Operation Stop ISIS: British troops are sent to Senegal to provide counter-terrorism training as new jihadi danger rises in West Africa
- British troops have been sent to Senegal as Jihadi danger rises in West Africa
- About 30 stationed around 80 Nigerian, Moroccan and Cameroonian soldiers
- Royal Marines also trained members of Nigeria’s 707 special forces brigade
- A Nigerian special forces lieutenant prays ‘this [extremistm] will be wiped out’
- US General says the Al Qaeda ‘has the will and desire to attack the West’
British forces have been deployed to West Africa to stop it turning into an Islamic State and Al Qaeda ‘caliphate’ rife with battle-hardened extremists.
Dozens of troops from 1 Scots Guards and the Royal Marines are training three African nations in Senegal to tackle soaring numbers of diehard jihadists.
Countries such as Mali in the Sahel region are at the epicentre of the world’s fastest-growing Islamist insurgency. Thousands of extremists from IS, Al Qaeda and local groups are working together for the first time to wage mass terror. Foreign fighters have fled Syria to the lawless region, taking bomb-making skills with them. UK officials fear more could follow and plot overseas attacks.
Operation Mansio: British troops (pictured) provide counter-terrorism training to Nigerian, Cameroonian and Moroccan forces in Senegal. Some 30 troops are stationed around these soldiers and in a huge exercise last week, UK forces guided the African soldiers as they attacked and detained members of a terrorist cell
The threat of a new Syria emerging in Africa’s ungoverned desert and scrubland has become a major security concern for the UK Government.
Colonel Matthew Botsford, who oversees the British military training team in Nigeria, said: ‘What none of us want to see is a caliphate anywhere near West Africa that imposes its own regime and Islamic law. That’s the worst case for us.’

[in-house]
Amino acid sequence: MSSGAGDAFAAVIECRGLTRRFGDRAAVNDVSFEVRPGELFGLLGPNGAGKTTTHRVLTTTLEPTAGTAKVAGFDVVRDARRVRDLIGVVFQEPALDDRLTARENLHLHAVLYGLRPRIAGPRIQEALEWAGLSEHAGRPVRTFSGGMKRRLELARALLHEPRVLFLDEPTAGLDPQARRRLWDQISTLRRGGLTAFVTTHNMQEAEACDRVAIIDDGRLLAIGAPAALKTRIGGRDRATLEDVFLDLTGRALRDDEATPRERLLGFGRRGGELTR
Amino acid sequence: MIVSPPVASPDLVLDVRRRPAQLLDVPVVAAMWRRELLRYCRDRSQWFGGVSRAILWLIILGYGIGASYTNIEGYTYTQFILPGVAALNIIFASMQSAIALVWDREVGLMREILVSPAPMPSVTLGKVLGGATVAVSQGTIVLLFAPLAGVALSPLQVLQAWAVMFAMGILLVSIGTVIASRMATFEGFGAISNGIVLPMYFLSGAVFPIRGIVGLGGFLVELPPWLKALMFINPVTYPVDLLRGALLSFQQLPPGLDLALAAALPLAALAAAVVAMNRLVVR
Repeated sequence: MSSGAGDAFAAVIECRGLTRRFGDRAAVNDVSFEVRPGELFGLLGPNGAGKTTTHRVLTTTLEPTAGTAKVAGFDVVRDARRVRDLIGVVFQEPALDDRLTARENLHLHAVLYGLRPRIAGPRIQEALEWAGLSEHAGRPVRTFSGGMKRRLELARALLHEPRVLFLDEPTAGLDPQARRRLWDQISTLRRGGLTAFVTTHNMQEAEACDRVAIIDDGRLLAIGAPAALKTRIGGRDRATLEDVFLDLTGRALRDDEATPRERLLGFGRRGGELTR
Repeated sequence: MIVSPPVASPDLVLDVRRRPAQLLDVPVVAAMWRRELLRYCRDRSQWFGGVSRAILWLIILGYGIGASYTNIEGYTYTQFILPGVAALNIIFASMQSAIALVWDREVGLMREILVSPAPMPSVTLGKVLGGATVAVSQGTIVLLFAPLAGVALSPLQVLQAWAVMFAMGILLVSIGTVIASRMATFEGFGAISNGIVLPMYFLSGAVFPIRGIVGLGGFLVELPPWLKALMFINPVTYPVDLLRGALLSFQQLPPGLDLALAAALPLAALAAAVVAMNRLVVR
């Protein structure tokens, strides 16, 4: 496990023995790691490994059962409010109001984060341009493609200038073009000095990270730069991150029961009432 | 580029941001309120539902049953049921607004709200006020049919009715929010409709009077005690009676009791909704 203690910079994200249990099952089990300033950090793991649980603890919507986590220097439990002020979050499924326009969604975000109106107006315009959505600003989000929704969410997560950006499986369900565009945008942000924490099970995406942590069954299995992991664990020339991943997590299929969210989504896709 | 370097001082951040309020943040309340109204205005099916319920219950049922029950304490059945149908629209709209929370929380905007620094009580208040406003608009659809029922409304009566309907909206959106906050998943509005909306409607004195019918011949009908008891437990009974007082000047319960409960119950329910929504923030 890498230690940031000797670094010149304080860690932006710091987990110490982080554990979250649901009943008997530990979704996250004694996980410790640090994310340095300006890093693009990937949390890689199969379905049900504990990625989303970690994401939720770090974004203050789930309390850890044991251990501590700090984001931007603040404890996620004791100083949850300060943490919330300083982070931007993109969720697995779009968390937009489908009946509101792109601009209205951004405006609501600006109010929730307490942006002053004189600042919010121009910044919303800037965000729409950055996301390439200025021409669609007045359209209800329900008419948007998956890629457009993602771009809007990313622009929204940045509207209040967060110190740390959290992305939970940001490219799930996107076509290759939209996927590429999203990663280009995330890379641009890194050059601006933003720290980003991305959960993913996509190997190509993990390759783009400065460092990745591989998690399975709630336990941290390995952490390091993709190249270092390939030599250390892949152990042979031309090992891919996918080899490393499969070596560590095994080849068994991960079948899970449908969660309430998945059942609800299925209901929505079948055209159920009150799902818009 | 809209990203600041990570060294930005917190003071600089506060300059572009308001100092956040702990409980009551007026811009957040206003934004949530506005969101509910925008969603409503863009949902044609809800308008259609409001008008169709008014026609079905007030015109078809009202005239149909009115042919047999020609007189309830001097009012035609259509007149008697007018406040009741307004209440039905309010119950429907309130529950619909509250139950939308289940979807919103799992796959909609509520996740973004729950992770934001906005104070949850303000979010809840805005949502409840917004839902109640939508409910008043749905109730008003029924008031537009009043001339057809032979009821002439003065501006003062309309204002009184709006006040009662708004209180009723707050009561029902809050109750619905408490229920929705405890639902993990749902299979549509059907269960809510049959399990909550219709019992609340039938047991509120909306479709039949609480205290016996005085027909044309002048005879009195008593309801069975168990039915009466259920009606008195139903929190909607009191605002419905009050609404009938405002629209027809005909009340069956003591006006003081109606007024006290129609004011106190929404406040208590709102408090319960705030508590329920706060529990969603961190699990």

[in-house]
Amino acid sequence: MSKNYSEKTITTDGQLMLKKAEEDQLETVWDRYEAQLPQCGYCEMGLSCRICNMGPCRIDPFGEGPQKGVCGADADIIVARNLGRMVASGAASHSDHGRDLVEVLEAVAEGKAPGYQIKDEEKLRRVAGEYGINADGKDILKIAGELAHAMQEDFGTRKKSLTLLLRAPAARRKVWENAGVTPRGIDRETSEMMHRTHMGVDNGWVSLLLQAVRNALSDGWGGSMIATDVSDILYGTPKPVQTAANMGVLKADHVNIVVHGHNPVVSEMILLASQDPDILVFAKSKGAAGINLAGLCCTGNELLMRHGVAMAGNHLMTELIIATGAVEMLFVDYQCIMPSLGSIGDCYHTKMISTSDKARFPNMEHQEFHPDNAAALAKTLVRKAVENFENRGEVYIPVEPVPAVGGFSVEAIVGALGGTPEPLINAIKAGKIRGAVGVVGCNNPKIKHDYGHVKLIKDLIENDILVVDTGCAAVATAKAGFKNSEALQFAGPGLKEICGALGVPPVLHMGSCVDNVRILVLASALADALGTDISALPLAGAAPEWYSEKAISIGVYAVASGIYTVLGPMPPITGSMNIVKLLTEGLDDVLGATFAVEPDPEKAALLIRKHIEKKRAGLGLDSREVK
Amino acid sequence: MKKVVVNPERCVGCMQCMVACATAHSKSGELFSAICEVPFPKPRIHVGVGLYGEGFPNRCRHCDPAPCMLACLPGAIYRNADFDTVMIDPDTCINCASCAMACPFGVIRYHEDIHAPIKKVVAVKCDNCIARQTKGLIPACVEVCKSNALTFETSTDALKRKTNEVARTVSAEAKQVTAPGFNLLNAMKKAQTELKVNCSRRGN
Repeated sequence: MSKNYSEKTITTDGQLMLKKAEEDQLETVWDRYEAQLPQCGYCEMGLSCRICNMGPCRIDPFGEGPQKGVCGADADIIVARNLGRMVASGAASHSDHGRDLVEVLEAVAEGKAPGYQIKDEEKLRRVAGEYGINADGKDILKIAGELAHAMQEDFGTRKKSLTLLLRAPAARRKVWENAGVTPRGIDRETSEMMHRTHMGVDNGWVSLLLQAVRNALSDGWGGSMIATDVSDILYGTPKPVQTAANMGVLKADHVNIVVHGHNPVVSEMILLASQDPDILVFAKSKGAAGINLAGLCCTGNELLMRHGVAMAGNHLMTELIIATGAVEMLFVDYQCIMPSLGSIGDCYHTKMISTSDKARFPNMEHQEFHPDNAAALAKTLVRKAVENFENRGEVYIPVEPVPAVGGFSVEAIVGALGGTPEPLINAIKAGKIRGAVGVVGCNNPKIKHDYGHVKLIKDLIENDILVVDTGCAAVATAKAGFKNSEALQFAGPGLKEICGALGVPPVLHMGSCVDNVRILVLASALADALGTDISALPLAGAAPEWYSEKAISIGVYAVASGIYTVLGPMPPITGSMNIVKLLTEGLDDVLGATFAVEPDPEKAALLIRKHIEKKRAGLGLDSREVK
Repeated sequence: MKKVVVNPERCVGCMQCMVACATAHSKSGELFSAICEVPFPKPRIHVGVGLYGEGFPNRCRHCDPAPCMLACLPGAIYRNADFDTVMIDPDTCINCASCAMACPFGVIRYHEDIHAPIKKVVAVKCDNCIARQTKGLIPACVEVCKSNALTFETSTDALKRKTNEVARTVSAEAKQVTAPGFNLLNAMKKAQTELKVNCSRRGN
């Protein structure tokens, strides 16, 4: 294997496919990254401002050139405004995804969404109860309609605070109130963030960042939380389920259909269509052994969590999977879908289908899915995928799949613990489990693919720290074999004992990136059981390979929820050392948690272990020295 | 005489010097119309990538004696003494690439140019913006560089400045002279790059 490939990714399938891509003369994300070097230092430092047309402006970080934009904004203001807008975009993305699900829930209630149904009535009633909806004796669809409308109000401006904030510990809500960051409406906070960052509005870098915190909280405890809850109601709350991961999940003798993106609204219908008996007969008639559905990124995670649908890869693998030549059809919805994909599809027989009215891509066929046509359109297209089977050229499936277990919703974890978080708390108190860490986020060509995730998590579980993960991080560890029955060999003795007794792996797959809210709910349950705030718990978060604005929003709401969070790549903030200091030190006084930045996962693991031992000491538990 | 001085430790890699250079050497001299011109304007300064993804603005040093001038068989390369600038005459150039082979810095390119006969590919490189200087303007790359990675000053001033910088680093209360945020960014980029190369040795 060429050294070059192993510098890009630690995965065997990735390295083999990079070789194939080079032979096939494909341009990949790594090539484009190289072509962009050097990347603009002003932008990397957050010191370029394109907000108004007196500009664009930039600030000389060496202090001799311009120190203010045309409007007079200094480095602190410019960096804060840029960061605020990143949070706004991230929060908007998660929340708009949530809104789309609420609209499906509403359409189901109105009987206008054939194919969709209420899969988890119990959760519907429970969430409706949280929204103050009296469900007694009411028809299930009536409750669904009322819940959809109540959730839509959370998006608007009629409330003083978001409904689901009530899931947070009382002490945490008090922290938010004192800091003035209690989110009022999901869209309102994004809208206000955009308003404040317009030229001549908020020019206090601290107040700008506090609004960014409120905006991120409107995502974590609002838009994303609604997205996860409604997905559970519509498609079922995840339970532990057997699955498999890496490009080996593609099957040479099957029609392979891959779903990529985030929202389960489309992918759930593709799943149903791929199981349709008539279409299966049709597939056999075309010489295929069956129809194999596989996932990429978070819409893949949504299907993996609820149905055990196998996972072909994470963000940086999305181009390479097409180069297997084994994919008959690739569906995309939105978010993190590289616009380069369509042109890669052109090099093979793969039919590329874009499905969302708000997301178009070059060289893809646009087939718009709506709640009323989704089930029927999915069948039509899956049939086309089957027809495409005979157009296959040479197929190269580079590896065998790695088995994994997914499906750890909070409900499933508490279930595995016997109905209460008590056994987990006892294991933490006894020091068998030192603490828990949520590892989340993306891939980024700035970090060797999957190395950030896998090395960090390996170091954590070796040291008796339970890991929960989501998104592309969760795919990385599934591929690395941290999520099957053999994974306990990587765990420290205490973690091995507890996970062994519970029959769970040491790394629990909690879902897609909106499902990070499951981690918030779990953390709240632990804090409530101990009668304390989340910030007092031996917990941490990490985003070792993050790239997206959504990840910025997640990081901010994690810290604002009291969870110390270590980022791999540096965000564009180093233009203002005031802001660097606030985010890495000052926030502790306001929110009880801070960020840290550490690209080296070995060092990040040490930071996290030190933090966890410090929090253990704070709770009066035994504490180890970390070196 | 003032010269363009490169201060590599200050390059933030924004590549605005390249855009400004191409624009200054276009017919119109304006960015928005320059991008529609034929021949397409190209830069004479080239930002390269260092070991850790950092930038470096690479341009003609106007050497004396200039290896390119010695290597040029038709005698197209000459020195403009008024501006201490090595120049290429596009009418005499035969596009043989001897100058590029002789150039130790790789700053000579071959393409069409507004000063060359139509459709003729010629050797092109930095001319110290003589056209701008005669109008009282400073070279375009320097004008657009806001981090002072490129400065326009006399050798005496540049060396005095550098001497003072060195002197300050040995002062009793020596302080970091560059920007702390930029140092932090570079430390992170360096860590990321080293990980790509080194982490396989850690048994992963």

He said ‘skills and experience are being transferred’ from Syria and Iraq to West Africa as IS is pushed out from the Middle East.
The colonel added: ‘Recent events in the UK over the last couple of years have proved that there is a link to Africa to the UK and back to Africa. Slavery, drugs, money, trafficking, you name it. The UK wants to play a part in ensuring that link is broken and it doesn’t manifest itself on the streets of Germany, France or UK.’
Nigerian Navy Special Boat Service troops (pictured) exercise under the supervision of British special forces during US military-led annual counterterrorism exercise in Thies, Senegal, on February 18. The threat of a new Syria emerging in Africa’s ungoverned desert and scrubland has become a major security concern for the UK Government
Brigadier Gus Fair, who overseas specialised teams of British military trainers across the world, added: ‘The potential for it [terror] to spread here absolutely is increasing.’ He said the ‘aspiration’ was to avoid a ‘perpetual crisis’ by being ‘pre-emptive’.
Some 30 British troops are currently stationed in Senegal training around 80 Nigerian, Moroccan and Cameroonian soldiers, many of them elite forces.
In a huge exercise last week, UK forces guided the African soldiers as they attacked and detained members of a terrorist cell.
Royal Marines also trained members of Nigeria’s 707 special forces brigade and their special boat service on a shooting range. After completing the training, the African troops will be despatched to their home nations to defeat a whole host of terrorist groups, including IS, Al Qaeda and Boko Haram. Later this year, 250 personnel from the Light Dragoon Guards and the Royal Anglian Regiment will head to Mali as part of a UN peacekeeping mission.
US General Dag Anderson, commander of special operations in Africa, warned a ‘spectacular’ terror attack could happen if the threat was not crushed.
Royal Marines also trained members of Nigeria’s 707 special forces brigade as part of the operation. After completing the training, the African troops will be despatched to their home nations to defeat a whole host of terrorist groups. Pictured: British and Malawian troops during an anti-poaching demonstration exercise on September 30
He said: ‘We know Al Qaeda especially has the will and desire to attack the West.’
He warned that an attack like September 11 was their ‘ultimate goal’ which they could achieve if they were allowed a safe haven. The US was ‘very concerned’ over Al Qaeda’s ability to bring terror groups together, he added.
Lieutenant Michael Olatoye, of Nigeria’s special forces brigade, said many of his comrades had been murdered by Boko Haram, and added: ‘We are praying with time all this [extremistm] will be wiped out.’
Colonel Djibril Diawara, commanding officer of Senegal’s naval support group, said: ‘We have a spreading threat in this region which is now affecting many countries and which shows the enemy’s ability to grow.’
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